‘Quran: Learn It or Burn It?’ draws 200 to Orono mosque Saturday

Posted Feb. 05, 2012, at 3:11 p.m.
Last modified Feb. 05, 2012, at 3:40 p.m.
Dr. Muhammad A. Mir spoke to about 200 people on the subject of the Quran at the Islamic Center of Maine in Orono, Maine, Saturday, Feb. 4, 2012.
Michael C. York
Dr. Muhammad A. Mir spoke to about 200 people on the subject of the Quran at the Islamic Center of Maine in Orono, Maine, Saturday, Feb. 4, 2012. Buy Photo
Dr. Muhammad A. Mir spoke to about 200 people on the subject of the Quran at the Islamic Center of Maine in Orono, Maine, Saturday, Feb. 5, 2012.
Michael C. York
Dr. Muhammad A. Mir spoke to about 200 people on the subject of the Quran at the Islamic Center of Maine in Orono, Maine, Saturday, Feb. 5, 2012. Buy Photo

The five major teachings, or pillars, of Islam are:

  • Shahada, belief in and recitation of the profession of faith, "There is no God but Allah, and Mohammed is the prophet of Allah."
  • Salat, prayer offered while facing Mecca five times a day — at sunrise, midday, midafternoon, sunset and before going to bed.
  • Sawm, fasting during Ramadan, the month when the Quran was revealed to Mohammed.
  • Zakat, contributing financially to the Muslim community, similar to tithing in some Christian denominations.
  • Hajj, the pilgrimage to Mecca at least once in each Muslim's lifetime, if physically and financially possible.

ORONO, Maine — Johanna Szillery of Old Town came to meet her neighbors.

The Rev. John Buhr, pastor of Pathway Community Church in Newport, attended so he would be better equipped to answer questions from his congregation about Islam.

Lindsey Piper of Belfast brought her sister, who married a Jordanian and is a Muslim, to meet other followers of her faith.

They were among the more than 200 people who attended the third annual open house at the Islamic Center of Maine, 151 Park St., on Saturday. The topic, The Quran: Learn It or Burn It?” drew the largest crowd the mosque, which was completed two years ago, has hosted, according to Jenan Jondy, outreach coordinator.

“Last year, we ran out of chairs,” she said as the two-hour session ended. “So, this year, we bought 50 more and they were filled.”

The event began with members of the mosque reciting evening prayers, then moved into a talk peppered with humor by Dr. Muhammad A. Mir. Using a computer that projected images on a wall of the mosque, he included a warning that said: “Parts of the presentation are boring.”

Mir went through the history of the religion and explained what was happening in the Arab world when Mohammed received his first revelation from Allah in 609 A.D. The words, “Wine, wars, wealth, words and women,” appeared on the wall as Mir explained that tribal warfare fueled by a desire to accumulate property dominated a society where alcohol use was excessive. The culture valued the spoken word over other art forms, such as painting, and treated women as commodities.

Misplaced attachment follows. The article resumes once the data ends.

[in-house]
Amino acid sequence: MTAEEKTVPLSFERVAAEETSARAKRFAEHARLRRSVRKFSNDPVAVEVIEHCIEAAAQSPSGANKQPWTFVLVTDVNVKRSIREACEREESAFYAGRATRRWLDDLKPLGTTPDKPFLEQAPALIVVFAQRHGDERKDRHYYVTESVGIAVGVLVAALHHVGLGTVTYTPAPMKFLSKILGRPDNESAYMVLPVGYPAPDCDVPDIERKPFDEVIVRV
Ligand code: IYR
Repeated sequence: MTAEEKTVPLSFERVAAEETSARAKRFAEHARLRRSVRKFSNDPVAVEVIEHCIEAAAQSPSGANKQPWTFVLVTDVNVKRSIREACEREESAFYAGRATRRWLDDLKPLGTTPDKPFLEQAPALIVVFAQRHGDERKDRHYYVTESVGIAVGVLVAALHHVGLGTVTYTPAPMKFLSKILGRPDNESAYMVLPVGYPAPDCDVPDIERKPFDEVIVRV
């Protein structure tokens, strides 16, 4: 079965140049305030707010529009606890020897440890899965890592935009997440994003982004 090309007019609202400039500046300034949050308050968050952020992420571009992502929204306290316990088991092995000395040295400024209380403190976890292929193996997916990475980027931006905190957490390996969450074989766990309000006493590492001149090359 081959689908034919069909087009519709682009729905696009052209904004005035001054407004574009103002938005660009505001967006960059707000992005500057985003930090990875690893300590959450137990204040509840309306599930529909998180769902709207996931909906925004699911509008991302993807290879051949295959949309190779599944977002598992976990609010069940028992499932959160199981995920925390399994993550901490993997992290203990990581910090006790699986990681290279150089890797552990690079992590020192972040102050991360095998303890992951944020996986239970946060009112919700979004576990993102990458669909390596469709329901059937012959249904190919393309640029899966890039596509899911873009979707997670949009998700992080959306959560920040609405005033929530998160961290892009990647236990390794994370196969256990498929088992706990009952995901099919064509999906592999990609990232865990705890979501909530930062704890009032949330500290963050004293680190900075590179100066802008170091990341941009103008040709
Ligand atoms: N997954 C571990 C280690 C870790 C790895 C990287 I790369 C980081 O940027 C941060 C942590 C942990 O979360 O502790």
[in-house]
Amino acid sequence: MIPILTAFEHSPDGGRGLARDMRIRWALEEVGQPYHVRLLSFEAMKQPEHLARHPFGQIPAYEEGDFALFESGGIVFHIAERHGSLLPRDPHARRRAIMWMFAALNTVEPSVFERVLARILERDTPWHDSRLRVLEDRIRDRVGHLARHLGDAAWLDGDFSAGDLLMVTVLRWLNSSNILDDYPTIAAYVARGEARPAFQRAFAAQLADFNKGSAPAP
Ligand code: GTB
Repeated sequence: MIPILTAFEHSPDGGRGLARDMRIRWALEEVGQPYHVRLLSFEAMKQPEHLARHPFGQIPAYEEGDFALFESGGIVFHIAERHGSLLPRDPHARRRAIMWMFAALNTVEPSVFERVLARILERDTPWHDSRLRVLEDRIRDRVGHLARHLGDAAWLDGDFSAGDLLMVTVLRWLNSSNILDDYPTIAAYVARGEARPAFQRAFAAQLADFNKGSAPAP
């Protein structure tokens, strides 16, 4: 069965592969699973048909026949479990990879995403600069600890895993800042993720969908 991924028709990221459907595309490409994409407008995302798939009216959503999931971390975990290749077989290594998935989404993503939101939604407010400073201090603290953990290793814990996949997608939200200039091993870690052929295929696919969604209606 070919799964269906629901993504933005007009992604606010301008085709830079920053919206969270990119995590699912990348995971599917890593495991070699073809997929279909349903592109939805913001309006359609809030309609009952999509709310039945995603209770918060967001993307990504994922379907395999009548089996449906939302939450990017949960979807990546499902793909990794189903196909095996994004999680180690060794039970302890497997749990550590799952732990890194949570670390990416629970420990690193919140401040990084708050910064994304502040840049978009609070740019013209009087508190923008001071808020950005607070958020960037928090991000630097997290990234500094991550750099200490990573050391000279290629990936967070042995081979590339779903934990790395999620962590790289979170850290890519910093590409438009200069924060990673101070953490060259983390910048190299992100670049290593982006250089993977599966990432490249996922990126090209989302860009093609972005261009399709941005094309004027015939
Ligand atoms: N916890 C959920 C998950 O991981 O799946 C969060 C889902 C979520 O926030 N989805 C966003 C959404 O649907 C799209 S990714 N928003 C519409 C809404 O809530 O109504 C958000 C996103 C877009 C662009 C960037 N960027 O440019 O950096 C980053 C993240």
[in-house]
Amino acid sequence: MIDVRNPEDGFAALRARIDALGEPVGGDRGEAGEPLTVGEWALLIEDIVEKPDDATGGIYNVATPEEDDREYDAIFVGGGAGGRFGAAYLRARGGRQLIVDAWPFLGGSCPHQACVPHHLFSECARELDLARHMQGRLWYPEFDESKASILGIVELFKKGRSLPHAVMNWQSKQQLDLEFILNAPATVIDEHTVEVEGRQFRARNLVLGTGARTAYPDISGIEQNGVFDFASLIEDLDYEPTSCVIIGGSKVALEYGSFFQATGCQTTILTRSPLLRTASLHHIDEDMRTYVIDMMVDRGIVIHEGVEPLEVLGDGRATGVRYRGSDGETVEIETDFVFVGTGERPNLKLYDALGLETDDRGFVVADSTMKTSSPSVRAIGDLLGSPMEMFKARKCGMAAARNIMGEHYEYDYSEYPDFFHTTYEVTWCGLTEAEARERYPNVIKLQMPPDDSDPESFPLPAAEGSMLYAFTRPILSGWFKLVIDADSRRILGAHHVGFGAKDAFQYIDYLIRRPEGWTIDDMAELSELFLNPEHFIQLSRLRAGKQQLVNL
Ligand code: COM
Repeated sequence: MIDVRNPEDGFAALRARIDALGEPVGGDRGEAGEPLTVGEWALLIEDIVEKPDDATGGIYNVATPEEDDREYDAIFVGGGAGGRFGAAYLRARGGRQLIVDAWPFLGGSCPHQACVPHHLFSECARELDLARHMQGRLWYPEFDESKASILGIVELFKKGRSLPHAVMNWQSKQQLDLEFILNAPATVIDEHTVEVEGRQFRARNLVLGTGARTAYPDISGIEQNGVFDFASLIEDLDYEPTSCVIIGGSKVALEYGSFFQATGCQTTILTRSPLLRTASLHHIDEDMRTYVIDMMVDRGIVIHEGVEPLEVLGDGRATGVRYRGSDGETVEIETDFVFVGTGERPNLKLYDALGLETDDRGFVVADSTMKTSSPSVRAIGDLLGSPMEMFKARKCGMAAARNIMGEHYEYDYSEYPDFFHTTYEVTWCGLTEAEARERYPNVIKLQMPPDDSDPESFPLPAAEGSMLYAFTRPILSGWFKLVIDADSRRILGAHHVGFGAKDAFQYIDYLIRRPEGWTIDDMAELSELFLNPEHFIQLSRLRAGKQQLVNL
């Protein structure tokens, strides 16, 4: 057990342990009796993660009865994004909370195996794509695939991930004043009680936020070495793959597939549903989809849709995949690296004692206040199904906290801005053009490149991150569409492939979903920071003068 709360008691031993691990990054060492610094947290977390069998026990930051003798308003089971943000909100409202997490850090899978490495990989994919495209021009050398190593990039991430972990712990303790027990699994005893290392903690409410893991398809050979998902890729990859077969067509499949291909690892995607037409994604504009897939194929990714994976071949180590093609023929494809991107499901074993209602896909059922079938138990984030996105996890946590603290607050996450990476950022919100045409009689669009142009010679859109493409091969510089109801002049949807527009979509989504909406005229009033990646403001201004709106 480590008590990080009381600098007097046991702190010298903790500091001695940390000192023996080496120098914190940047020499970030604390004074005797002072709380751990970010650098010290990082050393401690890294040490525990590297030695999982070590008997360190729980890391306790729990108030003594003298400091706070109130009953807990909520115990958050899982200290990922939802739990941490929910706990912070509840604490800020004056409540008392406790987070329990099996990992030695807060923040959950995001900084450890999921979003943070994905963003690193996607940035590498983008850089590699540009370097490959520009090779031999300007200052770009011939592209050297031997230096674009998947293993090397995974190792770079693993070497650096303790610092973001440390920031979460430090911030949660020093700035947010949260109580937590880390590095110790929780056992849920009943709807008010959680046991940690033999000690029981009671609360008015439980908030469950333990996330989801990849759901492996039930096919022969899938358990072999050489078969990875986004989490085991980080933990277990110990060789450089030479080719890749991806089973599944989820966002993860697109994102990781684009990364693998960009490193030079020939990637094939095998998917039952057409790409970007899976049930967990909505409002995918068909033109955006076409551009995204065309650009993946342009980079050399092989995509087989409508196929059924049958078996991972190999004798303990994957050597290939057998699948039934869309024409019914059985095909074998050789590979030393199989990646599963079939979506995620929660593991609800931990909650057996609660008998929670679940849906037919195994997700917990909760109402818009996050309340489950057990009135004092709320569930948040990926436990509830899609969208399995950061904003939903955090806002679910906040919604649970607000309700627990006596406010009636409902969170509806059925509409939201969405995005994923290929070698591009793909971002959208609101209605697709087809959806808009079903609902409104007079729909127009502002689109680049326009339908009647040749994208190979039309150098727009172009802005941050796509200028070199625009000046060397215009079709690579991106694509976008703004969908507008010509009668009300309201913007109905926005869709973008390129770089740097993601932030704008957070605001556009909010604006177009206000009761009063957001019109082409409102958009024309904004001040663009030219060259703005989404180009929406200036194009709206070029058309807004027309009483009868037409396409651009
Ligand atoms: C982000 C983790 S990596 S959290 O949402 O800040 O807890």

Muslim’s holy book, the Quran, was Allah’s message to Mohammed just as the Torah, a text sacred to Jews, was God’s message to Moses and the lessons of the Christian Gospels were God’s message to Jesus, Mir said.

The Quran addressed many of those societal ills by forbidding the use of alcohol, laying out when followers of Islam should use violence and giving rights to women that reversed the tribal practice that considered females to be property.

In answer to a question about the suicide bombers who were involved in the Sept. 11, 2001, attacks on the United States, Mir urged those in attendance not to “focus on the bomber, focus on the suicide part.” Suicide is forbidden by the Quran.

“We view [suicide bombings] more as a sociopolitical act than a religious action,” Mir said.

Another audience member asked what the Quran said about “same-sex loving couples.”

“Homosexuality is considered a sin in our faith,” Mir replied.

The crowd remained respectful and attentive.

“I am in awe of and humbled by your dedication to following Allah,” Szillery, who attends the Church of Universal Fellowship in Orono, said during the question and answer period. “What has your reception been like in Maine?”

Mir, an internist at Eastern Maine Medical Center, said that northern Maine “is the best place to be a minority.”

Jondy said that before moving to Greater Bangor with her husband, Dr. Mohammad Tabbah, and their children, she went shopping at the Bangor Mall and stores nearby to gauge how people reacted to her.

“I have had a very positive reaction,” she said. “People have been so friendly and so kind.”

Jondy said that the information disseminated at Saturday’s event will reach far beyond the people who attended because they will share what they learned with family and friends who in turn will talk to neighbors and co-workers.

“That is the thing I absolutely love about the open house,” she said. “People come here, they learn about Islam and they take it back home and share it.”

Over the past three years, Jondy estimated the center’s outreach program has reached 3,500 people at events at the mosque, at presentations at area businesses and schools and by email.

“When we share our beliefs and people learn about Islam, we break down a lot of barriers,” she said.

For information on the Islamic Center of Maine and its activities, visit www.theicmo.com or call 866-3410.

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